Last week HUD announced grants of $54 million to indian tribes for projects those tribes could afford from their casino profits.
Last week the U.S. Department of Housing and Urban Development (HUD) announced its giveaway of taxpayer monies — calling them “competitive grants” — in the amount of $56 million to “tribal communities” around the country, saying that the funds will be used to “develop viable communities including rehabilitating housing or building new homes or to purchase land to support new housing construction.”
HUD added that this free taxpayer money:
can also be used [by the tribes] to build infrastructure such as roads, water and sewer facilities…
[The tribes may] use the grants to establish commercial, industrial and agricultural projects … including shopping centers, manufacturing plants, restaurants or convenience stores and gas stations.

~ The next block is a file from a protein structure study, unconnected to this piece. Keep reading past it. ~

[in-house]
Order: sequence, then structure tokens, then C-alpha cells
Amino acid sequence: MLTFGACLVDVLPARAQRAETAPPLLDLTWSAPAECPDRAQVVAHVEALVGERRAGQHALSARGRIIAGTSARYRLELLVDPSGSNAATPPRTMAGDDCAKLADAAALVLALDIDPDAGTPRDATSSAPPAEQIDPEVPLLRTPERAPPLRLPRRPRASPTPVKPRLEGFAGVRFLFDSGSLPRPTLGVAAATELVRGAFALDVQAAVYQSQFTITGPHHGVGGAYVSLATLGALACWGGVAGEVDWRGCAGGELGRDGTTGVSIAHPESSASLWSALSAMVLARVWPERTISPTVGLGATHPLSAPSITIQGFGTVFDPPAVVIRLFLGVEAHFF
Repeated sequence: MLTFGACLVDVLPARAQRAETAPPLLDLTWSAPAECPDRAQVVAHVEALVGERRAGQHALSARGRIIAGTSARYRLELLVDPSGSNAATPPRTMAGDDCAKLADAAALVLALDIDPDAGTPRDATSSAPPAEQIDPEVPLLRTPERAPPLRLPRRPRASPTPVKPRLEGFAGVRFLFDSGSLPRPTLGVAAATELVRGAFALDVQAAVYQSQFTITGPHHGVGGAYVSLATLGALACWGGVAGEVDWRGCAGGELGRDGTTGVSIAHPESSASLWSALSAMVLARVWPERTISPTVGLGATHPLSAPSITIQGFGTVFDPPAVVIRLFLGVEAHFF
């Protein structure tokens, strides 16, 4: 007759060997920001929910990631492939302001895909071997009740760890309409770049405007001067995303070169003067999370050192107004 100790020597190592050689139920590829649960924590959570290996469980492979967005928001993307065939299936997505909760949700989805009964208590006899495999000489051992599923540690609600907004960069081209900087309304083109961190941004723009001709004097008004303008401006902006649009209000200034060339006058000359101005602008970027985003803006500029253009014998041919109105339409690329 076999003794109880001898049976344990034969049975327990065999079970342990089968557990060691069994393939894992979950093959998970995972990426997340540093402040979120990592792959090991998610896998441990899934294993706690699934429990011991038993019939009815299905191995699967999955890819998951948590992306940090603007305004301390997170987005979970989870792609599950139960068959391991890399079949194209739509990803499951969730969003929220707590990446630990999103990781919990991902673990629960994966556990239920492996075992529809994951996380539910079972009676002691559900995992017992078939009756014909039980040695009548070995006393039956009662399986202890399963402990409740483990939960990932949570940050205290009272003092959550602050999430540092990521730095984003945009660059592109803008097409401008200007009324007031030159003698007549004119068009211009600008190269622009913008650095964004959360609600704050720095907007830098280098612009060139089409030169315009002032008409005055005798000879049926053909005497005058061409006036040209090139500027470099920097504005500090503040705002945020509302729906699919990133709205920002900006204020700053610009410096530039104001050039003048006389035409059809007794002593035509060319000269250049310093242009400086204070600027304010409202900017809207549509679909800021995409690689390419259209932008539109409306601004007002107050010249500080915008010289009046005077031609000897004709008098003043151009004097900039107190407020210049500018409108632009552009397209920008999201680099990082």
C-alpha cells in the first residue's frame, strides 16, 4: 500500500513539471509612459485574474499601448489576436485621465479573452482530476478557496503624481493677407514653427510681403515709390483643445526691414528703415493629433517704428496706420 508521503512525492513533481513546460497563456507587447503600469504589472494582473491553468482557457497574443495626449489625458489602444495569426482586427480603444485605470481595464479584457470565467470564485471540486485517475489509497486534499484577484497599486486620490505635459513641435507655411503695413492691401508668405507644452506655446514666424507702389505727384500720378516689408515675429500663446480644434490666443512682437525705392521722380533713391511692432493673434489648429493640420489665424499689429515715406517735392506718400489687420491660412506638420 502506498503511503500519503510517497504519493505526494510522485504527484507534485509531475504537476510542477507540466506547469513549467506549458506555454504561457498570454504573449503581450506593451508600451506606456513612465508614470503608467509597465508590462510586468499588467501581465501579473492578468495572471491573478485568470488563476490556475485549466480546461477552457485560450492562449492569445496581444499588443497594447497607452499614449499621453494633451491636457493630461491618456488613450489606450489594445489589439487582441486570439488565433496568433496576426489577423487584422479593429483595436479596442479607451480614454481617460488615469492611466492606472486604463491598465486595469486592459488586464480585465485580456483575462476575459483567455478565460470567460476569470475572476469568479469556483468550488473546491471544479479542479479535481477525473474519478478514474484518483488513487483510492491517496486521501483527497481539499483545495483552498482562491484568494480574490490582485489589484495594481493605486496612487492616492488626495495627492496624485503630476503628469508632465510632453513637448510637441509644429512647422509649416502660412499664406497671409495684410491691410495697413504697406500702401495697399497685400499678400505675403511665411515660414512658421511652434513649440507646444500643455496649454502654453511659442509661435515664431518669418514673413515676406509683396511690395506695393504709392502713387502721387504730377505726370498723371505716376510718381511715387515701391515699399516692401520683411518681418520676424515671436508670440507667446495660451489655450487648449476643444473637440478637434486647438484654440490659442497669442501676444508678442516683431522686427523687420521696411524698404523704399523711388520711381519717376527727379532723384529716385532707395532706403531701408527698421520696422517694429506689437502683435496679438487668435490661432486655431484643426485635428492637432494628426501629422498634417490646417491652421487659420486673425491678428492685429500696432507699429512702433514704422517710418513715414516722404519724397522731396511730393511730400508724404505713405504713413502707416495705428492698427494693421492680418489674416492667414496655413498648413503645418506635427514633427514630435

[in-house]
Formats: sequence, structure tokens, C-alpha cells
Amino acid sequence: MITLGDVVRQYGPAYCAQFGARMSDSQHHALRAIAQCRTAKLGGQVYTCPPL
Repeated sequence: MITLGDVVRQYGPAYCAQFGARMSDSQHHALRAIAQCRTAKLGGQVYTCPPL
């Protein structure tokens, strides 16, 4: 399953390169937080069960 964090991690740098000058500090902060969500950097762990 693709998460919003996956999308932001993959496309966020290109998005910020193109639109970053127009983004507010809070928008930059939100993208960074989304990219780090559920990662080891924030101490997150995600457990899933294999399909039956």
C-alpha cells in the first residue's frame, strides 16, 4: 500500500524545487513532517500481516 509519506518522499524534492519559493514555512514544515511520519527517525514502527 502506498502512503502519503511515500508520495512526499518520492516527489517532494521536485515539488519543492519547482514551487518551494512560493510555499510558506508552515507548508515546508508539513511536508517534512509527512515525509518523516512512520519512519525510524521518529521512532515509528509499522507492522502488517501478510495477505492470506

In Wisconsin four separate grants, $600,000 each, were given to the Ho-Chunk Nation, the Lac du Flambeau Band of Lake Superior Chippewa Indians, the Saint Croix Tribe of Chippewa Indians, and the Oneida Tribe of Indians. Each tribe had to compete to get a place at the federal trough, coming up with various ways to spend the free money headed their way. These “competitive” grants were then given to the tribes that dreamed up the most outrageous ways of spending the money.
For instance, the Ho-Chunk Nation is going to buy and install solar panels on low-income houses and apartments in its Sandpillow Village in order to “decrease resident energy costs,” by an estimated $30 a month. This will also, according to the Ho-Chunks, result in a “decrease in emissions load” due to the energy savings. If nothing, the Ho-Chunks have learned the “green-speak” language in its winning bid.
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